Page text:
This information (and there will frequently be a lot of it) will not be present in a whiteboard video script. Whiteboard artists are highly skilled at creating just the right images to reinforce the message in your voiced script. They do not need specific instructions as to what each frame should contain. The review process, in which clients approve of the drawings that will make up their video, ensures that these images are appropriate. This cuts out the need for visual descriptions entirely.
Visuals in a whiteboard video also will not need written lead-ins and explanations the way that live-action video often requires. For example, in a live-action video, an image of a man walking down the street might be introduced with “This is Carl. Carl is a construction worker who recently suffered an on-the-job injury. Today, he is going to the doctor’s office.”
In a whiteboard video, the script might simply read: “Carl has to go to the doctor’s office”. The visuals, then, could show what the words don’t need to: Carl, with a leg in a cast, walking toward a clearly-marked hospital.
By trusting the whiteboard artists to communicate most of the details of Carl’s story visually, you save words in your script for where they are most needed. Comparing the two written sentences, you’ve saved fourteen words, which you can then use to add clarity and specificity to your message.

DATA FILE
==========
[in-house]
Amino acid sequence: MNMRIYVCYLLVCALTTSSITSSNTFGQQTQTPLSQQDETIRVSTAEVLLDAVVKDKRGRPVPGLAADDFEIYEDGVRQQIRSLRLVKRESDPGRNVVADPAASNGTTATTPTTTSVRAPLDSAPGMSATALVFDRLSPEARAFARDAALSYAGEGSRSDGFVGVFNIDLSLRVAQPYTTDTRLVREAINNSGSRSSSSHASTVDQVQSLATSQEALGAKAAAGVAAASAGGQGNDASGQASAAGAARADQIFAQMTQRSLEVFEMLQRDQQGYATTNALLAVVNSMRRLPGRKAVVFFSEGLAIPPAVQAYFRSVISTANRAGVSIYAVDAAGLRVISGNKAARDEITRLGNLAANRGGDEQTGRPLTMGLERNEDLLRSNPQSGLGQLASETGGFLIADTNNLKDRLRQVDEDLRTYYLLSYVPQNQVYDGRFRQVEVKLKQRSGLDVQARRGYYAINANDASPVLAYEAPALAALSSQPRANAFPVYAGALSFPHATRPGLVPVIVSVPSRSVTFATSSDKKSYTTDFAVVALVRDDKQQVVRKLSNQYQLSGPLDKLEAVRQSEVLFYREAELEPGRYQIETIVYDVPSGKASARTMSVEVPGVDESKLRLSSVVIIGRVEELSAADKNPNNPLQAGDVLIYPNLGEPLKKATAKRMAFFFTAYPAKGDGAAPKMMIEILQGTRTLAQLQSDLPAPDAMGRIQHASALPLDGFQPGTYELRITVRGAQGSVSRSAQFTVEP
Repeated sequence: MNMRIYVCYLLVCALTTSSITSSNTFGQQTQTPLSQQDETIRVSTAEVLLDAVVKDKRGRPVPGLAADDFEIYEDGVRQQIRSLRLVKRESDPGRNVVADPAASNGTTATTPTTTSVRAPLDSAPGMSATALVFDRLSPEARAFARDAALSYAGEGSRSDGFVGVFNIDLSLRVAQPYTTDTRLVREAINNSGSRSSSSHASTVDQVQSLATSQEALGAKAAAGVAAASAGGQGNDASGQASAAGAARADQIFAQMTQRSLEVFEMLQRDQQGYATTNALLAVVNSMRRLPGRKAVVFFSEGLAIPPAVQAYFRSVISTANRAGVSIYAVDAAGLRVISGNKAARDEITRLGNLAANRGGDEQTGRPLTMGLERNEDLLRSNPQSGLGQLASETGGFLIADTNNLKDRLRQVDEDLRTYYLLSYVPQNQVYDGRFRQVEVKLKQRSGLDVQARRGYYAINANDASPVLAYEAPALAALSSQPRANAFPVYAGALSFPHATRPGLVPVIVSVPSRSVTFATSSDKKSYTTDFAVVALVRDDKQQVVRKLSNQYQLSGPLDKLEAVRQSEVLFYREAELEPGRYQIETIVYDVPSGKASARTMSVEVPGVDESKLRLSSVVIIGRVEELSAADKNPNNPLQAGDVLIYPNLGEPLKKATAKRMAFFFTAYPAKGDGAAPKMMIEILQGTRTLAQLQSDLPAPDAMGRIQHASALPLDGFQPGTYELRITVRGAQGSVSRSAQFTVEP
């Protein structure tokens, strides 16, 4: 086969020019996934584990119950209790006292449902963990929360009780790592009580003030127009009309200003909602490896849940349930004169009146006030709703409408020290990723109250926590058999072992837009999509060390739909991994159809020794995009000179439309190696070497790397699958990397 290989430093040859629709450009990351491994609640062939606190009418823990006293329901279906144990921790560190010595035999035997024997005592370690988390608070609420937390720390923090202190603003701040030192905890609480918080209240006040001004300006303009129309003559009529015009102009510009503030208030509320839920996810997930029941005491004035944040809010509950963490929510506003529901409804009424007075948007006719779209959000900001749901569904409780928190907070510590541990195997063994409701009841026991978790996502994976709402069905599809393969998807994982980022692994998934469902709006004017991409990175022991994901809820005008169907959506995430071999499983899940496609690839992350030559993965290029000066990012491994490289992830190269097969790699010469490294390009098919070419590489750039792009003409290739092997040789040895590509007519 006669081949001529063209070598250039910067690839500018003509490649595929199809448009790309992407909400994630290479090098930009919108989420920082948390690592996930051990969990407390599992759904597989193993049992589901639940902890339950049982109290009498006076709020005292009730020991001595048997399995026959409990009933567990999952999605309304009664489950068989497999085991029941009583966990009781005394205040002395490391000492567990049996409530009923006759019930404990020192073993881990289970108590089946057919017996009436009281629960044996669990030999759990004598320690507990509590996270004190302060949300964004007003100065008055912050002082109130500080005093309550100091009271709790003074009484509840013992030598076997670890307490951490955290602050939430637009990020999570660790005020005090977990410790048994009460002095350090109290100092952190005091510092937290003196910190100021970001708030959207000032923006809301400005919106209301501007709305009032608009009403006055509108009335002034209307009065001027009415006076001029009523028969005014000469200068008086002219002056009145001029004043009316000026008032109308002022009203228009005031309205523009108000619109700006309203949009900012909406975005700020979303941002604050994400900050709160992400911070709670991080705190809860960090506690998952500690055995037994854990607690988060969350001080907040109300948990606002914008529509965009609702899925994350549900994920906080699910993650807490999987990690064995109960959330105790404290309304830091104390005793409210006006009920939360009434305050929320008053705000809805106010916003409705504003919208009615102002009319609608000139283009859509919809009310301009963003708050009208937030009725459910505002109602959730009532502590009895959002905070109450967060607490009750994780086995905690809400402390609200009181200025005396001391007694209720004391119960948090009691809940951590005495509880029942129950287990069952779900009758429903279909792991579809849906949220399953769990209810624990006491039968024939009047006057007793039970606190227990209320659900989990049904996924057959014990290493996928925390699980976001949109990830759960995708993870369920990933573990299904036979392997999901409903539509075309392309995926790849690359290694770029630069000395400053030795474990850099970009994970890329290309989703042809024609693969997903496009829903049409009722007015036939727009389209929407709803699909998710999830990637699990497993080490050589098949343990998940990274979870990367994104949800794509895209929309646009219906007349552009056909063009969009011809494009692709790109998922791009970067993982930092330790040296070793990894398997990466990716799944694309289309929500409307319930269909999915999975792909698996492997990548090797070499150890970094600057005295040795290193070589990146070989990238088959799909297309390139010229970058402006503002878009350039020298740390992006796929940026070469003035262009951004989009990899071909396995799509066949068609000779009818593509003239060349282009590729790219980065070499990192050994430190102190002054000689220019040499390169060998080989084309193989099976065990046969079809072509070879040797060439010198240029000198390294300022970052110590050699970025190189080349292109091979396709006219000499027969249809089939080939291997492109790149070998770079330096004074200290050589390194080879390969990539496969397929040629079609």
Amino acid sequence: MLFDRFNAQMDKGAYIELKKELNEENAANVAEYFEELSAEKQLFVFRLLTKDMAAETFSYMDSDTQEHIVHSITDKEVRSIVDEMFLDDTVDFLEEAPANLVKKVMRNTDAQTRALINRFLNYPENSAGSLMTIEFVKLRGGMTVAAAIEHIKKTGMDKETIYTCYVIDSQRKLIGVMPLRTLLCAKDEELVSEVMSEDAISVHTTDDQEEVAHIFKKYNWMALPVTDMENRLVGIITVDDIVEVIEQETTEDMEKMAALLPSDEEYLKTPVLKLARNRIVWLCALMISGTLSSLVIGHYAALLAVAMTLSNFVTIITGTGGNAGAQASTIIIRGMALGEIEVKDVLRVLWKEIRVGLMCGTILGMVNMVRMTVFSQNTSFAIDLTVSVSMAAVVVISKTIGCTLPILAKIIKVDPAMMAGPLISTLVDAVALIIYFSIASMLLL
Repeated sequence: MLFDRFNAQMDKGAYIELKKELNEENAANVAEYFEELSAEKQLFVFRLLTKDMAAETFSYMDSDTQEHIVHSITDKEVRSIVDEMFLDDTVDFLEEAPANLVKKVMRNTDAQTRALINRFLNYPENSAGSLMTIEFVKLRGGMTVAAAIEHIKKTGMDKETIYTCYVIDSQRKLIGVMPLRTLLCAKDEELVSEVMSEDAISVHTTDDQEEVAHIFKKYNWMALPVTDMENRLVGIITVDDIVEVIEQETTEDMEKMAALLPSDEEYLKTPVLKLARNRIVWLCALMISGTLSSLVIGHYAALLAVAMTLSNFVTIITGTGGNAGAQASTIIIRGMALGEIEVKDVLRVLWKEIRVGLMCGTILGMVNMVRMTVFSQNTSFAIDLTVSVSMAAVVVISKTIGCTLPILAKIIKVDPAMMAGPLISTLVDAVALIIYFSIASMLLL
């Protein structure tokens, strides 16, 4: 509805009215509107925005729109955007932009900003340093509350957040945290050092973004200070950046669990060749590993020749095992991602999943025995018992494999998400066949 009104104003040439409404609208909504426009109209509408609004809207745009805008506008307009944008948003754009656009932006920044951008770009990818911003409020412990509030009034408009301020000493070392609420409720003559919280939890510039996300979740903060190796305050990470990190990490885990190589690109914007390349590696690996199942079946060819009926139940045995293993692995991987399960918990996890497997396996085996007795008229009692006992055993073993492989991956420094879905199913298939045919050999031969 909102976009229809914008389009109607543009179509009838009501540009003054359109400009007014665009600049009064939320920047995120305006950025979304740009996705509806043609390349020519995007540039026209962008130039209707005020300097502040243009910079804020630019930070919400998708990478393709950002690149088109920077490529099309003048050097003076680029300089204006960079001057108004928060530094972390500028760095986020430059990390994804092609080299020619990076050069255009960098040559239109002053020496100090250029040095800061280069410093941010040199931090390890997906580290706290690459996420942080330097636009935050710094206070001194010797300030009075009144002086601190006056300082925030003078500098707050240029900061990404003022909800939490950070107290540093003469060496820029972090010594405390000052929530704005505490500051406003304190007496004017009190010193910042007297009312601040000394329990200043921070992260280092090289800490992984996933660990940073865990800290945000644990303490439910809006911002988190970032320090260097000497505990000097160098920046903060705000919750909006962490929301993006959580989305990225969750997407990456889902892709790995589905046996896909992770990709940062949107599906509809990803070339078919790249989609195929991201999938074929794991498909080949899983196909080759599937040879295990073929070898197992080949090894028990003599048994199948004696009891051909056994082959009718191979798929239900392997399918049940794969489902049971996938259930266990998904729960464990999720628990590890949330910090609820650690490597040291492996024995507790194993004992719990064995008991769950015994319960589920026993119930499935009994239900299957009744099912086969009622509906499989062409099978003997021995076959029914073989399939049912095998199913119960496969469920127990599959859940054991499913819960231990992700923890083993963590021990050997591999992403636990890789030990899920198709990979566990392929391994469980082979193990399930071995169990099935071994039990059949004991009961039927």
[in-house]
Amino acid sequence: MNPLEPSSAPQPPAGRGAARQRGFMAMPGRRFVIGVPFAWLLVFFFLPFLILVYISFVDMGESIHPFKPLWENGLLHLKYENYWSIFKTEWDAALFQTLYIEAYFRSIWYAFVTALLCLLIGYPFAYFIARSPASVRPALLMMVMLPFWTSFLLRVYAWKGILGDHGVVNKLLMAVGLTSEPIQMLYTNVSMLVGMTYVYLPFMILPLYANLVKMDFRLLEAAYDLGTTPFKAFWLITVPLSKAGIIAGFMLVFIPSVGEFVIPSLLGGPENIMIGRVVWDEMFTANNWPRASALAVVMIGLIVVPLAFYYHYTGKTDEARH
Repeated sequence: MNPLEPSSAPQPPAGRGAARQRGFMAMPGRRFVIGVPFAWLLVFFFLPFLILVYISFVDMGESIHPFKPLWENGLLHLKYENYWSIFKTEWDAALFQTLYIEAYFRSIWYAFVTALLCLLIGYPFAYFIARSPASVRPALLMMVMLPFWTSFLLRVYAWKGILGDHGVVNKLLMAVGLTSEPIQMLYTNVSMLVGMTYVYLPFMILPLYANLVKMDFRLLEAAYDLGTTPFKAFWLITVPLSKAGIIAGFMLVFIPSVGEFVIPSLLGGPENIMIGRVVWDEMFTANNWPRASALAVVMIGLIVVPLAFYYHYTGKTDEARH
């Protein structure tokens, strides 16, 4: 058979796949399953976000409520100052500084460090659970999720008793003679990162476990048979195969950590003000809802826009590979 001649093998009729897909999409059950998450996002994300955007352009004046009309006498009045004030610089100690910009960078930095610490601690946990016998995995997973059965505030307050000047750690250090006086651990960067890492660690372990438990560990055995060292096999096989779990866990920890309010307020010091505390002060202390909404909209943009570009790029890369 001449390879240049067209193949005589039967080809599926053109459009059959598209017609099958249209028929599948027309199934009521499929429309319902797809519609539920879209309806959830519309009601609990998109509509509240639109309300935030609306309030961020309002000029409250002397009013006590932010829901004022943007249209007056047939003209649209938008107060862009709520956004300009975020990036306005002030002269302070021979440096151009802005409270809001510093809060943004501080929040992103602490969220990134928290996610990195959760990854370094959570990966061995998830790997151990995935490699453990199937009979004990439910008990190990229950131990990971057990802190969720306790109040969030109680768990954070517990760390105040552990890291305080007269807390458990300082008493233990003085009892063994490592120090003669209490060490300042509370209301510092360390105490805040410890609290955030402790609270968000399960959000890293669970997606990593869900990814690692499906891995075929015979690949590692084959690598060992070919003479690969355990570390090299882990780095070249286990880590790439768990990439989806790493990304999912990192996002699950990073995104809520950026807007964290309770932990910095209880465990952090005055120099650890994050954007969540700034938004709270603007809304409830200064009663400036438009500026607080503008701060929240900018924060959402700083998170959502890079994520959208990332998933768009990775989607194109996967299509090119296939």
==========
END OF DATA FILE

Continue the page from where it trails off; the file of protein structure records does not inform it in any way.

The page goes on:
How to Adapt Written Material for Whiteboard Video
Let’s shift our focus to a different form of old content you might convert to a whiteboard video: written material. Let’s say your training manual has accurate and important content, but looks dated and has low engagement and retention rates. Turning it into a visual story with a whiteboard video can be the answer you’re looking for.
Motion, a design principle constantly at play in whiteboard video, drives engagement by attracting focus. As the artist’s hand draws the images in the frame, the brain turns the eyes (and even the head) to follow it. The images, reinforcing the message, heighten retention, and the process continues with the onscreen creation of each new drawing.
This will greatly increase your content’s ability to engage your audience, as will the principle of surprise. While text is surprising in a basic way—the reader doesn’t know exactly which words will follow the current sentence—it cannot compare to the engagement-driving surprises that are consistent in whiteboard video.